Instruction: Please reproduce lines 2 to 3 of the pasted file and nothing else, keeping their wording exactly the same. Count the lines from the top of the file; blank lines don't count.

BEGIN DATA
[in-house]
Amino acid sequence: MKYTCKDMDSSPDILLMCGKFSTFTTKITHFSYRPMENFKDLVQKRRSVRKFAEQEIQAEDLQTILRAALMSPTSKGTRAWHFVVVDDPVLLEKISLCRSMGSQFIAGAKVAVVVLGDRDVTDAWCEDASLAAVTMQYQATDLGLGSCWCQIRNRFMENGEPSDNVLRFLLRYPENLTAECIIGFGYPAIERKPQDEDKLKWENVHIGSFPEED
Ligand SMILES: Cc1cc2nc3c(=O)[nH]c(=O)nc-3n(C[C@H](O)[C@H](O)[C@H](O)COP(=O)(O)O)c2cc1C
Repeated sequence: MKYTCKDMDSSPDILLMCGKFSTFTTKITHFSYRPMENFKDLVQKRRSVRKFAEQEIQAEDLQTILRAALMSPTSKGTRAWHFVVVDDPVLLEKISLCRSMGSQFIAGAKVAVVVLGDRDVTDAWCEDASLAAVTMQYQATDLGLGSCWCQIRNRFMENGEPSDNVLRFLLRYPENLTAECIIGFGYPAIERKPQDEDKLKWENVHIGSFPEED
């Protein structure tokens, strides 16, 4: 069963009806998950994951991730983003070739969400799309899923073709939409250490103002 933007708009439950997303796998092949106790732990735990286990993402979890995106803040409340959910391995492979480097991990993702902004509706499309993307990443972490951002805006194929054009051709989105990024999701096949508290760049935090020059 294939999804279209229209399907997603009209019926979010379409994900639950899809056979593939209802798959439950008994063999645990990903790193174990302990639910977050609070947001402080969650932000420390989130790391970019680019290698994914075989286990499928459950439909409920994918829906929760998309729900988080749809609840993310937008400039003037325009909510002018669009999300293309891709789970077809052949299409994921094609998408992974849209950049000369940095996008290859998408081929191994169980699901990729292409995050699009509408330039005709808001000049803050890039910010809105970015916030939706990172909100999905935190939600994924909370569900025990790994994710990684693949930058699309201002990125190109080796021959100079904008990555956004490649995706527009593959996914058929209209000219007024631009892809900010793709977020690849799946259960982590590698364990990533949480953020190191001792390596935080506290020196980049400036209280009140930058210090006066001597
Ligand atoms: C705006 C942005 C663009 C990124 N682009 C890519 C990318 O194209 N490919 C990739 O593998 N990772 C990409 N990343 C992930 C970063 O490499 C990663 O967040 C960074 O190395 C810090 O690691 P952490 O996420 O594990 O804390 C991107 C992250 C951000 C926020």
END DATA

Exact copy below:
Amino acid sequence: MKYTCKDMDSSPDILLMCGKFSTFTTKITHFSYRPMENFKDLVQKRRSVRKFAEQEIQAEDLQTILRAALMSPTSKGTRAWHFVVVDDPVLLEKISLCRSMGSQFIAGAKVAVVVLGDRDVTDAWCEDASLAAVTMQYQATDLGLGSCWCQIRNRFMENGEPSDNVLRFLLRYPENLTAECIIGFGYPAIERKPQDEDKLKWENVHIGSFPEED
Ligand SMILES: Cc1cc2nc3c(=O)[nH]c(=O)nc-3n(C[C@H](O)[C@H](O)[C@H](O)COP(=O)(O)O)c2cc1C